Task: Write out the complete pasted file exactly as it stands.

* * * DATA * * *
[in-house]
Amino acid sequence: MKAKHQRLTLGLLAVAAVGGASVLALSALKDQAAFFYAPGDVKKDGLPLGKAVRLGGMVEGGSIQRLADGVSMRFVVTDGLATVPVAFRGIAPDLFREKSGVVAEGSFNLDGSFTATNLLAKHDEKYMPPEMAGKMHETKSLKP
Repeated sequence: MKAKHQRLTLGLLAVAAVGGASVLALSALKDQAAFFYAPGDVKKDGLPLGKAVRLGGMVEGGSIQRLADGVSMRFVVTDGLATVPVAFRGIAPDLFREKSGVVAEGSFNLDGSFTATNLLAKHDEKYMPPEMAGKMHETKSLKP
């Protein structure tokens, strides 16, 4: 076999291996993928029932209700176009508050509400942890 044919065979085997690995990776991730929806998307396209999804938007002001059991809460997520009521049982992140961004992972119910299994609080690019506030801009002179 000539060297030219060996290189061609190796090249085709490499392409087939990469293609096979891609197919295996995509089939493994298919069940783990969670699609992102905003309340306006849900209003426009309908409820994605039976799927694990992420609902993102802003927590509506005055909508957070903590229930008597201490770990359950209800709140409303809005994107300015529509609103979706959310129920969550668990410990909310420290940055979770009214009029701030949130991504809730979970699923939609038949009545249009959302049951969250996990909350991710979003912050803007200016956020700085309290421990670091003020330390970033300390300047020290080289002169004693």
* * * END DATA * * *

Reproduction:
[in-house]
Amino acid sequence: MKAKHQRLTLGLLAVAAVGGASVLALSALKDQAAFFYAPGDVKKDGLPLGKAVRLGGMVEGGSIQRLADGVSMRFVVTDGLATVPVAFRGIAPDLFREKSGVVAEGSFNLDGSFTATNLLAKHDEKYMPPEMAGKMHETKSLKP
Repeated sequence: MKAKHQRLTLGLLAVAAVGGASVLALSALKDQAAFFYAPGDVKKDGLPLGKAVRLGGMVEGGSIQRLADGVSMRFVVTDGLATVPVAFRGIAPDLFREKSGVVAEGSFNLDGSFTATNLLAKHDEKYMPPEMAGKMHETKSLKP
């Protein structure tokens, strides 16, 4: 076999291996993928029932209700176009508050509400942890 044919065979085997690995990776991730929806998307396209999804938007002001059991809460997520009521049982992140961004992972119910299994609080690019506030801009002179 000539060297030219060996290189061609190796090249085709490499392409087939990469293609096979891609197919295996995509089939493994298919069940783990969670699609992102905003309340306006849900209003426009309908409820994605039976799927694990992420609902993102802003927590509506005055909508957070903590229930008597201490770990359950209800709140409303809005994107300015529509609103979706959310129920969550668990410990909310420290940055979770009214009029701030949130991504809730979970699923939609038949009545249009959302049951969250996990909350991710979003912050803007200016956020700085309290421990670091003020330390970033300390300047020290080289002169004693």